August 20, 2007
Today GigaOM announced that some Indian company created “Bucket Explorer” - a first File Browser / File Explorer tool written specifically for Amazon S3 service (Amazon’s web storage service).
This is yet another news, showing how popular Amazon Web Services are recently becoming - at least among some companies out there. The fact that AWS is gaining it’s momentum is not a big surprise - the company made a brilliant move when they announced a line of their WebServices scoring a great amount of excitement among some IT professionals with their products like S3 (cheap, redundant online storage) and EC2 (computing grid system on-demand). And it is true - those products are not only very aggressively priced but also offers a great deal when it comes to almost instant scalability for some web businesses. In short, there’s no doubt that AWS are not only brilliant piece of engineering, but also an excellent product with some great potentials to be used by many web companies…
But apart from the technical or usable point of view, one cannot forget the business side of one’s project - and when it comes to business and risk management, things suddenly doesn’t look that good anymore.
Take Amazon S3 (storage) service - it can be used by companies to provide cheap, redundant and fast storage for big files and data sets. One could e.g. have only one web server with main web application (website) and use external storage (Amazon S3) for all the big and chunky files. The Amazon S3 is suppose to be very reliable - scoring at least 99,99% of uptime.
In April 2006, Amazon’s S3 was unavailable for nearly 7h. Same thing happened in January 2007. For anyone using Amazon S3 as business outlet, this was most likely a serious business problem (similar to skype outage which we have seen in a last couple of days). But for those who would try to “get some justice” from Amazon over their system failure, there was a nasty surprise out there - the “Terms and Conditions” (read the fine print!):
“We further reserve the right to discontinue Amazon Web Services, any Services, or any portion or feature thereof for any reason and at any time in our sole discretion. Upon any termination or notice of any discontinuance, you must immediately stop your use of the applicable Service(s), and delete all Amazon Properties in your possession or control (including from your Application and your servers). Sections 3, 5, 8 - 12, any definitions that are necessary to give effect to the foregoing provisions, and any payment obligations will survive any termination of this Agreement and will continue to bind you and us in accordance with their terms.”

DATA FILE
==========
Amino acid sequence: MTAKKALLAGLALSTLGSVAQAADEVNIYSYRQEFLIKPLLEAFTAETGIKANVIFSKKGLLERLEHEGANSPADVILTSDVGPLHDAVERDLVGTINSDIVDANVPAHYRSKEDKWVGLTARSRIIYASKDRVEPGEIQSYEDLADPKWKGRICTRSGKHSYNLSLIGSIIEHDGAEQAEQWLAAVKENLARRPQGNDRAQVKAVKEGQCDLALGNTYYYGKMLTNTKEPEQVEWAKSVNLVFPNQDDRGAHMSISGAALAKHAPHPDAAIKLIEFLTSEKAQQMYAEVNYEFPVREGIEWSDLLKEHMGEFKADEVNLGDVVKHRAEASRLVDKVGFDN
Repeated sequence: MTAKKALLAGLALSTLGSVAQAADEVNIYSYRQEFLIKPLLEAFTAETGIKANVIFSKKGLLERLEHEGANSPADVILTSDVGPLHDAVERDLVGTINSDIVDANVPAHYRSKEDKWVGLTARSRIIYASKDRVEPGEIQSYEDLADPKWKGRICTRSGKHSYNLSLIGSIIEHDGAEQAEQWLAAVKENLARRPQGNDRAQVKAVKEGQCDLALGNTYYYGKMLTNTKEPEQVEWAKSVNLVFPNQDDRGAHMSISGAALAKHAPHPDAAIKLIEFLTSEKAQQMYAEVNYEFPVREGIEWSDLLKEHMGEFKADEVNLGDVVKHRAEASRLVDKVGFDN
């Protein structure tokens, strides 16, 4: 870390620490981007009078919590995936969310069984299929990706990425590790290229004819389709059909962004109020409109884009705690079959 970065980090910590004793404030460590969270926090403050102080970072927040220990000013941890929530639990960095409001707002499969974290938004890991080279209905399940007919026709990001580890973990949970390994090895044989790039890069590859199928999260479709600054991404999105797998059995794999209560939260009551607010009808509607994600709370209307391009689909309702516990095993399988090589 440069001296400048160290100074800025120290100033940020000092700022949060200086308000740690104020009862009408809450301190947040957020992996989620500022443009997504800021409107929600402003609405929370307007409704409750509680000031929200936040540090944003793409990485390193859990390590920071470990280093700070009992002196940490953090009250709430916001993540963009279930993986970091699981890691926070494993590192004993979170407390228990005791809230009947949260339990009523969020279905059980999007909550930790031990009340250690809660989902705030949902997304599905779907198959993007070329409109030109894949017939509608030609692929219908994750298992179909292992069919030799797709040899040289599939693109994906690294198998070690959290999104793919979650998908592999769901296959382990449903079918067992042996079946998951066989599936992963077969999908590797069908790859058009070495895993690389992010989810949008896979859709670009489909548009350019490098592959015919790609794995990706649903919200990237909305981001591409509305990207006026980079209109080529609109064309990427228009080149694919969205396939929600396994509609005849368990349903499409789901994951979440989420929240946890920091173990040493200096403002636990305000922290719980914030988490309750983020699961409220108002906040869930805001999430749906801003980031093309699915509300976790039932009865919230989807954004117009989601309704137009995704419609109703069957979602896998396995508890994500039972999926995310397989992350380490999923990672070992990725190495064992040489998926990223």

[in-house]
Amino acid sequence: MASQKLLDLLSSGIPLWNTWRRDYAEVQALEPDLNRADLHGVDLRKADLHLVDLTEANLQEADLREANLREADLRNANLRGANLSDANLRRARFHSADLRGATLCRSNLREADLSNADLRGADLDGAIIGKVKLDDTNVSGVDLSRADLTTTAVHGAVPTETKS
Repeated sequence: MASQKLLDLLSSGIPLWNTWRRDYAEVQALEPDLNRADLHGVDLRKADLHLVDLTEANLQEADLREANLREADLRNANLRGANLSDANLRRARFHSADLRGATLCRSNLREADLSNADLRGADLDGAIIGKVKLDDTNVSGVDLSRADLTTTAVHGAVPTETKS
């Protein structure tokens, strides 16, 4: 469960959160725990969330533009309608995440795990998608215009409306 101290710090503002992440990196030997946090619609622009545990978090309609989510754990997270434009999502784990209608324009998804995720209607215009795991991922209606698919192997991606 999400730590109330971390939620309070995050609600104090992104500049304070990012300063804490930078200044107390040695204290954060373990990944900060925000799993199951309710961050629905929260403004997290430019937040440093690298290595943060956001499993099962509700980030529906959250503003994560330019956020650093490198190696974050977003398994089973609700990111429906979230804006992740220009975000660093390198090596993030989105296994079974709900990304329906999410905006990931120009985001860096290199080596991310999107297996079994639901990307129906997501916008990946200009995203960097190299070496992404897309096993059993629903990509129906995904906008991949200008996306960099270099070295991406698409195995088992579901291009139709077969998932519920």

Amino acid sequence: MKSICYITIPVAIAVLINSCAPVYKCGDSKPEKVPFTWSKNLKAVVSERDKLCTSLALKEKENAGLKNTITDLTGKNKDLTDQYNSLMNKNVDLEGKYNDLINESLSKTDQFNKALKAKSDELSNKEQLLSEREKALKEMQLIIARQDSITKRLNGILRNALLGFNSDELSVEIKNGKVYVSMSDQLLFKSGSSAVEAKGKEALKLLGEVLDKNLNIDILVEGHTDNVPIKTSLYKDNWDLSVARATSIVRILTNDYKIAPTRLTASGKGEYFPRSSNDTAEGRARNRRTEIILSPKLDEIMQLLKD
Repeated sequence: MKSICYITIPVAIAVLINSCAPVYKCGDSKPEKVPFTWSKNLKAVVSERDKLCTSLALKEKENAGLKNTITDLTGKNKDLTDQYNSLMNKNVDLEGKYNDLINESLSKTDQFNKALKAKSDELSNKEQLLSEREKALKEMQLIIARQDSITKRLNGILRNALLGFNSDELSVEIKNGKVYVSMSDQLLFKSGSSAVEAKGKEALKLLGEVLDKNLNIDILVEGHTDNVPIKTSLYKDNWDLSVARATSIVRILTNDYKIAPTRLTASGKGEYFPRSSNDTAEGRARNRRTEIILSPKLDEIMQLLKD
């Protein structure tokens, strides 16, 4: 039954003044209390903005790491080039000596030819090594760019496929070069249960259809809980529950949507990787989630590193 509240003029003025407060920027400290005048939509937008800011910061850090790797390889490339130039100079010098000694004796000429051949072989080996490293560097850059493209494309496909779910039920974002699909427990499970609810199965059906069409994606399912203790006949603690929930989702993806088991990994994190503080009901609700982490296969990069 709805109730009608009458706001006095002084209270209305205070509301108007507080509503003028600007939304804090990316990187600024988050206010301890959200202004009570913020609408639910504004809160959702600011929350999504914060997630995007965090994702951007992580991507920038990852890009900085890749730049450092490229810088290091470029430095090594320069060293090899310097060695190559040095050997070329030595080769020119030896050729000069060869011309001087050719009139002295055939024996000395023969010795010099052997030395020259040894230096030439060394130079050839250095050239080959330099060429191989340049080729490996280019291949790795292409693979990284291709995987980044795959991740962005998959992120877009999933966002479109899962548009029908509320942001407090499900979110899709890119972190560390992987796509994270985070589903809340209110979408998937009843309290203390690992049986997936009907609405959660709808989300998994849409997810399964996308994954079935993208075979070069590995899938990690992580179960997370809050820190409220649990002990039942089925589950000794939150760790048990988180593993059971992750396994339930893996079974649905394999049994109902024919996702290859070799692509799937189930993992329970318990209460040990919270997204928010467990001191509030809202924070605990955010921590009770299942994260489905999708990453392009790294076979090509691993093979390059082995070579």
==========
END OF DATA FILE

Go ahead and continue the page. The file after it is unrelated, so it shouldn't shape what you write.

Reading such statement must have been kind of a shock for some - but nevertheless, even now there’s a lot of companies out there which will want to use Amazon as their business services provider - the question is, at what price?
I don’t want to say here that AWS is unreliable and you shouldn’t base your service on it. All I want to say is that one needs to think about risks it brings to your business. Can you suffer major several-hour downtime? If not, don’t base your core services on external services like AWS. Avoid putting all eggs into one basket and always push for fully redundant solutions. AWS in itself is not a bad engineering - in fact, its brilliant engineering. But like everything around us - it fails sometimes. Using AWS as ONE of the (many) resources (that you use) is much better way to use it than making it responsible for 100% of your web infrastructure… Are you using S3 as storage solution? Good, but don’t forget to make a second copy of all those files somewhere else as well. Using EC2 as your default scalability solution? Great, but have a “disaster” option (like 2nd, redundant server) somewhere else as well. When things will go nasty, you cannot trust people who say that you.. cannot trust them! (and that’s what they say in T’s and C’s of AWS - at least thats how it sounds for me!).